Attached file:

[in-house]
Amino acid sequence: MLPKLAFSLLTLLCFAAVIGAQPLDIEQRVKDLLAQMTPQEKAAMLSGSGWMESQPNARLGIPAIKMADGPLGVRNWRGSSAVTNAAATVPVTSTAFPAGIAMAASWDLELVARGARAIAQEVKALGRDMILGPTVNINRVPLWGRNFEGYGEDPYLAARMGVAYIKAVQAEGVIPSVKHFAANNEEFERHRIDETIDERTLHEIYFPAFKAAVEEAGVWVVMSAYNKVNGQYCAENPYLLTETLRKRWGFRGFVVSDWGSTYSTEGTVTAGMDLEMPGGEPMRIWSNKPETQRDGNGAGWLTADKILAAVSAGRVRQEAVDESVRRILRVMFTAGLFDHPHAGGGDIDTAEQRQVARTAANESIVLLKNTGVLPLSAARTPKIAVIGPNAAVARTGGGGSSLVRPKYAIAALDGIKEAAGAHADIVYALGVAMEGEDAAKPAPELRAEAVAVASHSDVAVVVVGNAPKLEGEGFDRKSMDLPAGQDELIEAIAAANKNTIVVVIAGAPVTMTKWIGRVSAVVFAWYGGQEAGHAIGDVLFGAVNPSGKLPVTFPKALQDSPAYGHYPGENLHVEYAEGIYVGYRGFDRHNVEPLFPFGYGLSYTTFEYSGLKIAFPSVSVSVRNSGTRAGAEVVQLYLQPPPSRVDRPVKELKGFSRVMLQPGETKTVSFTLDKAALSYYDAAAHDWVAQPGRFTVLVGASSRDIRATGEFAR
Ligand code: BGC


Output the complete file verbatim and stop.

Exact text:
[in-house]
Amino acid sequence: MLPKLAFSLLTLLCFAAVIGAQPLDIEQRVKDLLAQMTPQEKAAMLSGSGWMESQPNARLGIPAIKMADGPLGVRNWRGSSAVTNAAATVPVTSTAFPAGIAMAASWDLELVARGARAIAQEVKALGRDMILGPTVNINRVPLWGRNFEGYGEDPYLAARMGVAYIKAVQAEGVIPSVKHFAANNEEFERHRIDETIDERTLHEIYFPAFKAAVEEAGVWVVMSAYNKVNGQYCAENPYLLTETLRKRWGFRGFVVSDWGSTYSTEGTVTAGMDLEMPGGEPMRIWSNKPETQRDGNGAGWLTADKILAAVSAGRVRQEAVDESVRRILRVMFTAGLFDHPHAGGGDIDTAEQRQVARTAANESIVLLKNTGVLPLSAARTPKIAVIGPNAAVARTGGGGSSLVRPKYAIAALDGIKEAAGAHADIVYALGVAMEGEDAAKPAPELRAEAVAVASHSDVAVVVVGNAPKLEGEGFDRKSMDLPAGQDELIEAIAAANKNTIVVVIAGAPVTMTKWIGRVSAVVFAWYGGQEAGHAIGDVLFGAVNPSGKLPVTFPKALQDSPAYGHYPGENLHVEYAEGIYVGYRGFDRHNVEPLFPFGYGLSYTTFEYSGLKIAFPSVSVSVRNSGTRAGAEVVQLYLQPPPSRVDRPVKELKGFSRVMLQPGETKTVSFTLDKAALSYYDAAAHDWVAQPGRFTVLVGASSRDIRATGEFAR
Ligand code: BGC